Warm Up Activities for Nonfiction

Warm up activities for nonfiction

The above linked article shows tips on getting students interested in nonfiction work. Some of it really just applies to students, but a lot of it can be used by anyone who wants to get into reading nonfiction.

One of the best pieces of advice is to encourage discussion. I do this with bookclubs, so I know that it helps me to get into the books.

I also pick topics that interest me or that I know nothing about. I am big on believing that you should learn something new, constantly. Nonfiction is a great way to do this.

Nonfiction isn’t boring. There are so many parts to it, including history and memoir. Pick up something you are interested in and go for it!

The Secret Life of a Ninja: First Day of School by Arnie Lightning

The Secret Life of a Ninja: First Day of School

The Secret Life of a Ninja: First Day of School by Arnie Lightning
My rating: 3 of 5 stars

I picked this up as a freebie.

I had a couple of issues with this book. Why is the 5-year-old on his first day of school so advanced? Why do the kids have to resort to violence in order to take on the bullies?

The story is ok in that the kids work together to help each other, but they probably should have gotten an adult involved.

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What do you want to be when you grow up?

Most of my family and friends are supportive in my education goals. Some are not. These are the ones who ask all of the questions.

I have made it clear that I am getting my degree for bragging rights. I do not plan on changing jobs. I do not want to feel pushed into getting a different job, just because I will have the degree.

One not so supportive friend asked me what I want to be when I grow up. He was stunned when I answered “educated.” Education is never wasted. I hope I’ll finish up this year, though.

School starts again tomorrow.

Cosmoknights by Hannah Templer


Cosmoknights by Hannah Templer
My rating: 5 of 5 stars

I picked this up for graphic novel bookclub. I enjoyed it more than I thought I would.

I loved the illustrations, especially how dark they were during the majority of the book. There are a lot of themes running through it, and I really enjoyed that, knowing that life is complicated, and the book ran through all the complications.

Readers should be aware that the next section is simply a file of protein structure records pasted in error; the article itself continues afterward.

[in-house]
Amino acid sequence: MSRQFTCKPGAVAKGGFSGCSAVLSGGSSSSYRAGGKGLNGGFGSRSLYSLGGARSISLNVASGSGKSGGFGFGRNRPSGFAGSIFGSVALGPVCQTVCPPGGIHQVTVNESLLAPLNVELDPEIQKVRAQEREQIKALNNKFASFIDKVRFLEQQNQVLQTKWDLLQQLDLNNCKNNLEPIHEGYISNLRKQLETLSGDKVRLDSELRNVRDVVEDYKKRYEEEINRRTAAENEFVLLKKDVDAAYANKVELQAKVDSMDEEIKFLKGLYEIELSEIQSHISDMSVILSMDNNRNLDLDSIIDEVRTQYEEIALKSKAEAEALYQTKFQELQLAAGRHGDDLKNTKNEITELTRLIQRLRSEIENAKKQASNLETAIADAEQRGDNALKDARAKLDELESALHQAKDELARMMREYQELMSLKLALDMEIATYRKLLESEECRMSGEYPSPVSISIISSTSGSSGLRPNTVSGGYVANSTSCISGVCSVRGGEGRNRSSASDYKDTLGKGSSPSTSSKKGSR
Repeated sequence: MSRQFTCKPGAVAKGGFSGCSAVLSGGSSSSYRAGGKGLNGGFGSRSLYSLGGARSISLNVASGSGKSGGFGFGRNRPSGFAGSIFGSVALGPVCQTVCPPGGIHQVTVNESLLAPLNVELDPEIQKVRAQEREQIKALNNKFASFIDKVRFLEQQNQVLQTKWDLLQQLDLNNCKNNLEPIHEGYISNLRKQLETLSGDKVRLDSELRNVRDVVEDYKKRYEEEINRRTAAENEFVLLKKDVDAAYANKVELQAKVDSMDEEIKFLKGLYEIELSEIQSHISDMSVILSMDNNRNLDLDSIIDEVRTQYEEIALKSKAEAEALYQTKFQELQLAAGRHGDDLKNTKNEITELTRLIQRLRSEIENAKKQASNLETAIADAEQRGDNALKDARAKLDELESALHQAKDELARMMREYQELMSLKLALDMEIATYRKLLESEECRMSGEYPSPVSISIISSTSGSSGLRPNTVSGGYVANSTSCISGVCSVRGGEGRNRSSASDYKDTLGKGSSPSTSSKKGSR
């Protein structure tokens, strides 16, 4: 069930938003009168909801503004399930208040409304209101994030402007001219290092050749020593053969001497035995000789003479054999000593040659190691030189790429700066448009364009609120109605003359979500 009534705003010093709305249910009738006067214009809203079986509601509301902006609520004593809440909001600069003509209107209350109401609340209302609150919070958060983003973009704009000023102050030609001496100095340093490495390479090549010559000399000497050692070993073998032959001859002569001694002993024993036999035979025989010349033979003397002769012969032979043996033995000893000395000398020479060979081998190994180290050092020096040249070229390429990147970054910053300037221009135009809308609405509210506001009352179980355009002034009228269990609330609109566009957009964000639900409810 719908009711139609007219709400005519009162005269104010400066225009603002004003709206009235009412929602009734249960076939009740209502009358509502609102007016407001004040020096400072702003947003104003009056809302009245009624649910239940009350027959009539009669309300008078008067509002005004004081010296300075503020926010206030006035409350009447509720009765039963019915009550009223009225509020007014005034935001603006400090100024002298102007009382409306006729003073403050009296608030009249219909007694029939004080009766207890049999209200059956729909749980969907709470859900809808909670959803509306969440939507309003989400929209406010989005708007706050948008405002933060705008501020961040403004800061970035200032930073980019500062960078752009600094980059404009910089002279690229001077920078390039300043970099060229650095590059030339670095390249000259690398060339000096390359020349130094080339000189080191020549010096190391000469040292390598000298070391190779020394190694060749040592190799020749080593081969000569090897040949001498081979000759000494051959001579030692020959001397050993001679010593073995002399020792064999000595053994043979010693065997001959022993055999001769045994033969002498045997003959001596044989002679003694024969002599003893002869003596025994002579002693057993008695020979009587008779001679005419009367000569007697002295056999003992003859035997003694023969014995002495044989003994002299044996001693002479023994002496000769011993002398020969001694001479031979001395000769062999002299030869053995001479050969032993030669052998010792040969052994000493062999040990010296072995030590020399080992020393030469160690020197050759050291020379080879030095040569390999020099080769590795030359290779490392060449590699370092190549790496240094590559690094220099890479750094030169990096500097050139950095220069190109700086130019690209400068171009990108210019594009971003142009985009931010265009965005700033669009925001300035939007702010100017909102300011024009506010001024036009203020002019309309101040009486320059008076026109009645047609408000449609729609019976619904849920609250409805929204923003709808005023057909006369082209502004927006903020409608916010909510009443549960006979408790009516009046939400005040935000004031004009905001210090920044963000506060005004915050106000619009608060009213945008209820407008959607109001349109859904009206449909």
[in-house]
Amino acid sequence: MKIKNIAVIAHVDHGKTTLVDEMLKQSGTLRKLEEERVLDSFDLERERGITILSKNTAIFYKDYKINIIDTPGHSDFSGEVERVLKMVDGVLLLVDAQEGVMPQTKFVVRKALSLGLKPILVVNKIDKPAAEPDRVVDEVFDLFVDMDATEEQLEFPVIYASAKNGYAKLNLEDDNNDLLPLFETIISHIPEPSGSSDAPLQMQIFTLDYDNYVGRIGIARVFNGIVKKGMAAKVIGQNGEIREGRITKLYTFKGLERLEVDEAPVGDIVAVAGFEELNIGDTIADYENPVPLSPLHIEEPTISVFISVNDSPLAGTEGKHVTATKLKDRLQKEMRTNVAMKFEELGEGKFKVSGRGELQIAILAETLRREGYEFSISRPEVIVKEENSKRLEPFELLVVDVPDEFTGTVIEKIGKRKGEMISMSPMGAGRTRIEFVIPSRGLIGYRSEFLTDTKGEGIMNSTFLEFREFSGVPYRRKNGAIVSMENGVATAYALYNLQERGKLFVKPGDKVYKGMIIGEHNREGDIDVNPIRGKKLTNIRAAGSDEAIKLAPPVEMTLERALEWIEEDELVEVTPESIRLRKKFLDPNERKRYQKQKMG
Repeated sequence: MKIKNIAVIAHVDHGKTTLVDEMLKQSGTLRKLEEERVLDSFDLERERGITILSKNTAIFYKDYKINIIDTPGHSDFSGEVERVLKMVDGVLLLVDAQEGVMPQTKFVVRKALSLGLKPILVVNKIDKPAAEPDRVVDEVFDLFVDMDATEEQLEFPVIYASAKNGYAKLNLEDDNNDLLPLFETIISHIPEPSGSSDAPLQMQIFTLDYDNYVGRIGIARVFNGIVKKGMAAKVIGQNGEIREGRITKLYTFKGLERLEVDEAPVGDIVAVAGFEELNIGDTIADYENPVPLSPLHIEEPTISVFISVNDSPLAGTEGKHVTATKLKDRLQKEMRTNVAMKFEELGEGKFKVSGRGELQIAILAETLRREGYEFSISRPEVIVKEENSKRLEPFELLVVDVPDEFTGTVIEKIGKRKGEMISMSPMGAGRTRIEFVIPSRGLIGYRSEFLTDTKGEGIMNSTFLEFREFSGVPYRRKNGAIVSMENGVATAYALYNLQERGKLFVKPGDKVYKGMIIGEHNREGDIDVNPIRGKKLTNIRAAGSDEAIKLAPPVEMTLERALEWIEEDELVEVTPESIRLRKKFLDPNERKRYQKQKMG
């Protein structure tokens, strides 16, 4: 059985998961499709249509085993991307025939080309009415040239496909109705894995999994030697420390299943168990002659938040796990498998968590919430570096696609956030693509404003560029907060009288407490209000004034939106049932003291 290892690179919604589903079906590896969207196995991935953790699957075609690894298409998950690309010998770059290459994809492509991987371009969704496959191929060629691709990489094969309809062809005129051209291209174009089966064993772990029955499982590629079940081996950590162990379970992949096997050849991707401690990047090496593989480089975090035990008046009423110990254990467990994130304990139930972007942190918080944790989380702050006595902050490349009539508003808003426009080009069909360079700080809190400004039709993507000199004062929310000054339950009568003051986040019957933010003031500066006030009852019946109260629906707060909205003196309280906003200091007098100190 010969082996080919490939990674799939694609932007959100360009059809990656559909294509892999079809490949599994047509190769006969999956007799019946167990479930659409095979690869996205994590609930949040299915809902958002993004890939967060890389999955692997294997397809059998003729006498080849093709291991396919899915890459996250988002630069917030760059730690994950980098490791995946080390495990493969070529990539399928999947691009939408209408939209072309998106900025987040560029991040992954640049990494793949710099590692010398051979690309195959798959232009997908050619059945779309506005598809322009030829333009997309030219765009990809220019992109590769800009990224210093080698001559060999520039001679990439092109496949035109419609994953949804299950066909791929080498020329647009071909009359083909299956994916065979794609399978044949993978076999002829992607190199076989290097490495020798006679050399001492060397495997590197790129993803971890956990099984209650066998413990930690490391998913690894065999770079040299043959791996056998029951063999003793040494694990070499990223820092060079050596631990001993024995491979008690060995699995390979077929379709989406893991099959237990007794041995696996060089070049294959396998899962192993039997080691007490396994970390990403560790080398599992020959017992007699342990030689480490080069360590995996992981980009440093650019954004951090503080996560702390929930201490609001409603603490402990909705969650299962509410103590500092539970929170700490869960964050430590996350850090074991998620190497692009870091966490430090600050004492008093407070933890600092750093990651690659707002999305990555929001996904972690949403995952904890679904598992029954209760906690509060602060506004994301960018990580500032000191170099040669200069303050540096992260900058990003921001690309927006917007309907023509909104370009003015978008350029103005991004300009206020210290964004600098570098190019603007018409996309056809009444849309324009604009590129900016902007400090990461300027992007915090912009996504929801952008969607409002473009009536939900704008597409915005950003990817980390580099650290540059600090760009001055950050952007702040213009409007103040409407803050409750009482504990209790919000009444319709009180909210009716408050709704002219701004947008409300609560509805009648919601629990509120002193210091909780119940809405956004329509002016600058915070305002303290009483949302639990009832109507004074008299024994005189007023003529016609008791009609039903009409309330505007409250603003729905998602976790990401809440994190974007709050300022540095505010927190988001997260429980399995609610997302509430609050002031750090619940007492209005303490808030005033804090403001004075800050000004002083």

My only complaint is that I haven’t gotten my hands on the next book yet. This one kind of left me at a cliffhanger.

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After I posted the initial review, I found out that you can read it online at Cosmoknights. Volume two has been started, with new issues coming out weekly.

Blogging my way through January

Because of school work, and such, I prewrite my blog posts in an attempt to get something published daily. School doesn’t start for another week or so, so I’m writing what I can now, to attempt to fill the days. I think that I can get the end of January done before school starts. I have already started February, since, as usual, February is a themed month.

I’m writing up reviews of books that haven’t been posted yet and getting them scheduled, and I have a few articles that I want to read and comment on. Also, I have thoughts running through my head and I’ll be writing those down, bit by bit. I think it’s doable.

Washington DC history and culture

Washington DC history and culture

On meetups and on eventbrite, there are two groups, Washington DC history and culture, and Baltimore history and culture. They give lectures via Zoom on various historical events and people. They record some of them, but are unable to record the ones that involve music, due to copywrite laws. You’ll have to catch those lectures live. They are well worth it.

Today’s lecture was on Dr. Martin Luthor King, Jr and his speech at the March on Washington for jobs and freedom in 1963. It was recorded and will be posted on YouTube later this week.

They have various lectures already recorded and posted, so you can just search for the groups on YouTube, or you can use the link I posted above.

Again, I stress that these lectures are well worth the time it takes to view them. Be careful, though. You might learn something.